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Military leaders want to keep authority over sex assault cases

Military leaders Tuesday vowed to crack down on an epidemic of sexual assault in the military. But they said they were unwilling to take sex assault cases out of the military chain of command.

As lawmakers try to determine the best way to tackle sexual assault in the military, two major schools of thought are emerging. On one end: Rep. Mike Turner, R-Dayton, who would place responsibility for individual cases at the highest ranks of military leadership and make it more difficult for military officials to change or dismiss a court martial conviction.

On the other: Sen. Kirsten Gillibrand, D-N.Y., who would take sexual assault cases out of the military chain of command and put decisions in the hands of military judges and juries.

Of the two alternatives, military leaders, who testified before the Senate Armed Services Committee, are more resistant to the latter proposal, saying it’s vital that the commander be involved in order to effectively address the issue of sexual assault.

“If I honestly believed pulling the commander off the convening authority or the disposition authority would fix it, then, sir, I’d raise my hand and vote for it today,” said Marine Commandant Gen. James F. Amos.

The Pentagon estimated in a recent report that as many as 26,000 military members may have been sexually assaulted last year, up from an estimated 19,000 assaults in 2012, based on an anonymous survey of military personnel.

While the number of sexual assaults that members of the military actually reported rose 6 percent to 3,374 in 2012, thousands of victims were still unwilling to come forward despite new oversight and assistance programs aimed at curbing the crimes, the report said.

There are other differences in the bills sponsored by Turner and Gillibrand.

Turner’s would establish minimum sentences for those convicted, with those convicted either dismissed or given a dishonorable discharge from the military. Gillibrand’s bill does not include provisions on minimum sentences. But both bills would make it more difficult for military officials to change a conviction.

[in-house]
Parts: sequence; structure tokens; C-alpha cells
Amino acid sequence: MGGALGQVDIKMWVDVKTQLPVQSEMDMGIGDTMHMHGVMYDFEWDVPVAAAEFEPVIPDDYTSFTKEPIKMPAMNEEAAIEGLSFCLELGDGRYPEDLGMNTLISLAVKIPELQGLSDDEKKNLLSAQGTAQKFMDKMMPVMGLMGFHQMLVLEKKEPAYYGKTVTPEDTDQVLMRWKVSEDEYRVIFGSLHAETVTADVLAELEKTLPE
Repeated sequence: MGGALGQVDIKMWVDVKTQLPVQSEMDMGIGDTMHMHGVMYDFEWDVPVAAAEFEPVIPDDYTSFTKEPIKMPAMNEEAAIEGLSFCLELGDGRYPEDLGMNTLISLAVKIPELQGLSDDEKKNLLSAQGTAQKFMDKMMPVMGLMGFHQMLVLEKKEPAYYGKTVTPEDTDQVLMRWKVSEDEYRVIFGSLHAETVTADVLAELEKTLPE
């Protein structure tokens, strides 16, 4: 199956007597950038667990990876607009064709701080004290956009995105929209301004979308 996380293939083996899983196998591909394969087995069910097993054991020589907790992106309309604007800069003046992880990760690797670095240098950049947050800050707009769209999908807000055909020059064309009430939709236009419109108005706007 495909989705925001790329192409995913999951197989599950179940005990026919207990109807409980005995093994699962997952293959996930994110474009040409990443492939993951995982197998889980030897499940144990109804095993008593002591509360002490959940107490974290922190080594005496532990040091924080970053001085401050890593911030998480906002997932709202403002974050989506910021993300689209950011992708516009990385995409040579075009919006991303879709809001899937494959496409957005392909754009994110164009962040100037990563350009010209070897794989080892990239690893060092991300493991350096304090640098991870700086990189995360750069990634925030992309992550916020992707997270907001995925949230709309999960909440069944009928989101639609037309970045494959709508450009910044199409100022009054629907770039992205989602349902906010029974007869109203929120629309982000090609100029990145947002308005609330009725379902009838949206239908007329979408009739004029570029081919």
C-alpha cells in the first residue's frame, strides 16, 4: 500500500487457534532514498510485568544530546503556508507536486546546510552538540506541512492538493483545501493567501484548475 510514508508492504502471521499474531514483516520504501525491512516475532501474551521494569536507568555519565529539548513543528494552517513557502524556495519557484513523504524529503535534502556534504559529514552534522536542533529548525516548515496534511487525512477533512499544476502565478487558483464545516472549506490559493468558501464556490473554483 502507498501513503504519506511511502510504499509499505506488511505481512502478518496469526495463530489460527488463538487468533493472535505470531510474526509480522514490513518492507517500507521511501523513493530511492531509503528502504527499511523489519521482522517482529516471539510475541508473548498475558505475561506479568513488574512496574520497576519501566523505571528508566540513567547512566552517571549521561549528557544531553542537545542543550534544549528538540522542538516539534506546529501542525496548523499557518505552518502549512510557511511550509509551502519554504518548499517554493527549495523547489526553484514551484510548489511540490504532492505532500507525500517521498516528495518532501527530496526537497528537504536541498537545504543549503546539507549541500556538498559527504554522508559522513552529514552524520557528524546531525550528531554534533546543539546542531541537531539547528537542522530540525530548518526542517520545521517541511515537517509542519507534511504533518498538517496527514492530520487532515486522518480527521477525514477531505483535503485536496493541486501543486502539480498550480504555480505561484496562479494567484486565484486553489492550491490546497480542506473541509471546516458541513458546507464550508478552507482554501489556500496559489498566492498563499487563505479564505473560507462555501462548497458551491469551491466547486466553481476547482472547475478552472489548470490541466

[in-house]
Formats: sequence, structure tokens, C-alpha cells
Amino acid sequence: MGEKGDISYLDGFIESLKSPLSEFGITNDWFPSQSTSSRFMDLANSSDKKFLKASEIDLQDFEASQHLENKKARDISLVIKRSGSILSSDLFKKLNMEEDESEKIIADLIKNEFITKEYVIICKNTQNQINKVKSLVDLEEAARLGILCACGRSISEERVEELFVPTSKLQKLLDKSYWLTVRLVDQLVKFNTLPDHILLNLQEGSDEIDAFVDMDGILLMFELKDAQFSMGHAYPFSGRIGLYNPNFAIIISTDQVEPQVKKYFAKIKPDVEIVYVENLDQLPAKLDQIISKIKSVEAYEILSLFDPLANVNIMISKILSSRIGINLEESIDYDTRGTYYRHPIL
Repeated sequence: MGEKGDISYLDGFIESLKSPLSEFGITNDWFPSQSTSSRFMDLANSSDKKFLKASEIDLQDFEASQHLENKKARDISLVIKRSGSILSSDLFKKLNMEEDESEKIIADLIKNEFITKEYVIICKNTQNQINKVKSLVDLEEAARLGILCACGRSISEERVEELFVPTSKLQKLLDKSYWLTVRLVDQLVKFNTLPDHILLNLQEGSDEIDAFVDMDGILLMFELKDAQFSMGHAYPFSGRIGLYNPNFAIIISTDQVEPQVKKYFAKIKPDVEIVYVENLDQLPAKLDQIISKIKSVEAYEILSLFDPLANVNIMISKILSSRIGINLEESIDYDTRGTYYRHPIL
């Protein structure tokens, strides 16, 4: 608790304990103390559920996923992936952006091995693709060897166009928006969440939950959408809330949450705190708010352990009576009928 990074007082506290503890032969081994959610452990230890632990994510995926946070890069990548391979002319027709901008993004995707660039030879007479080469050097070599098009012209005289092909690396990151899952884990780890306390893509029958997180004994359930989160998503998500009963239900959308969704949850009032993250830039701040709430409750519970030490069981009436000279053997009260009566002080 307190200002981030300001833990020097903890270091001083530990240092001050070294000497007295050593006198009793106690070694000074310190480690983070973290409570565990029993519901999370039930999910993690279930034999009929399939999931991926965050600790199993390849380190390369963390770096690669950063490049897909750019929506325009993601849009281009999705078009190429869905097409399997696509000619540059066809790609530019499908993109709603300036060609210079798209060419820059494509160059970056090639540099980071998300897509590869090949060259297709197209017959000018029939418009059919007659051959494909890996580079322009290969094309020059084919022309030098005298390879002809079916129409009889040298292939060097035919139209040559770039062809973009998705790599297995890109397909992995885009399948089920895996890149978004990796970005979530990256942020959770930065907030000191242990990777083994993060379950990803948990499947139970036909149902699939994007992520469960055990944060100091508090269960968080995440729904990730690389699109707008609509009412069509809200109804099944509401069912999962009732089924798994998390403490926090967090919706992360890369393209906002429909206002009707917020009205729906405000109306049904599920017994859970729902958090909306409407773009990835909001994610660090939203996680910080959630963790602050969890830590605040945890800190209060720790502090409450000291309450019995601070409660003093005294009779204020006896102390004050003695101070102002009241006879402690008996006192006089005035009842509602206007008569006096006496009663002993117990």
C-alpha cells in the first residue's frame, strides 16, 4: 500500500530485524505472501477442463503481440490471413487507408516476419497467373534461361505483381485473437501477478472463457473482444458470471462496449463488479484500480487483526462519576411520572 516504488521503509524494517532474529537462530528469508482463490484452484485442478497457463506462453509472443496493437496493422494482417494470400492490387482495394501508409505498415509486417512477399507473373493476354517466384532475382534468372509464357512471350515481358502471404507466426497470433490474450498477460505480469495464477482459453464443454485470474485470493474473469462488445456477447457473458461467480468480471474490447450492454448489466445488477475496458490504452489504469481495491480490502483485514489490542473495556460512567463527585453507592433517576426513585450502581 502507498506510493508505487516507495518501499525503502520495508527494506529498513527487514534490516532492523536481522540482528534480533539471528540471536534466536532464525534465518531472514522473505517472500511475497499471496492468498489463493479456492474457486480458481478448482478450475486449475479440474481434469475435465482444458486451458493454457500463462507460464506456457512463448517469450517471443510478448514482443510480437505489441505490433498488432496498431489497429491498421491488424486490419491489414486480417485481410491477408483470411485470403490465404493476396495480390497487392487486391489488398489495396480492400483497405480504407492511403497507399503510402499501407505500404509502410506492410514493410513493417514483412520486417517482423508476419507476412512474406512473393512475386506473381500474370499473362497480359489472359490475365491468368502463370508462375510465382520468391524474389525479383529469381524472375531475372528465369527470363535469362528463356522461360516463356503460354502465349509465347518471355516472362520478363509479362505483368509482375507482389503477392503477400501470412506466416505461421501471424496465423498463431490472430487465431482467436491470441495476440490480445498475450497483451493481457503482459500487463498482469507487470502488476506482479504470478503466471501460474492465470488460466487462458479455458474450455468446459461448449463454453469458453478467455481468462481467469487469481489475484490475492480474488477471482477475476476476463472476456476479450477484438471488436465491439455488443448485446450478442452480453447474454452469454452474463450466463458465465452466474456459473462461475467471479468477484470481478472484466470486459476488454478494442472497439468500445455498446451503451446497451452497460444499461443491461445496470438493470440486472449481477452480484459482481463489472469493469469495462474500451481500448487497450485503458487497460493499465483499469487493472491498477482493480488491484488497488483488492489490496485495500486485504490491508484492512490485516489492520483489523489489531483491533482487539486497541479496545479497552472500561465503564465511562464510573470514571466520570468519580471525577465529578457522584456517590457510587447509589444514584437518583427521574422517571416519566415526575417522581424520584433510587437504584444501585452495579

Gillibrand’s bill is co-sponsored by Sen. Jeanne Shaheen, D-N.H., and Barbara Boxer, D-Calif., among others. Turner’s bill is co-sponsored by Rep. Niki Tsongas, D-Mass., and Sen. Claire McCaskill, D-Mo.

Turner, through a spokesman, said he was reluctant to remove sexual assault cases from the chain of command.

“Taking it out of the chain of command would significantly alter the authority of commanders we trust to keep the discipline of our armed forces,” said Tom Crosson, a Turner spokesman. “This would undermine their ability to lead.”

Gillibrand said at the hearing that changes proposed in her bill mirror policies employed by U.S. allies including Israel, Australia and Germany. “This has been done before by our allies to great effect,” she said.

But others, including Senate Armed Services Committee Ranking Member Jim Inhofe, R-Okla., are resistant to taking the issue out of the chain of command, which, he said, would “invite failure.”

Inhofe said a Defense bill that became law last year included 10 provisions on sexual assault in the military and many are still being implemented. Service leaders, meanwhile, said they believed they had strong tools to deal with the problem, but acknowledged that they haven’t prioritized the issue until recently.

Amos acknowledged that his service “failed on this in the past. It has not been a top priority in the years past, the decades past … but it is now.”

But he and other service leaders were reluctant to alter the chain of command.

“We believe that the role of the commander is essential to any change – any positive change – we will be able to make on this issue,” Chairman of the Joint Chiefs of Staff Gen. Martin Dempsey told the committee.

The Associated Press contributed to this report.

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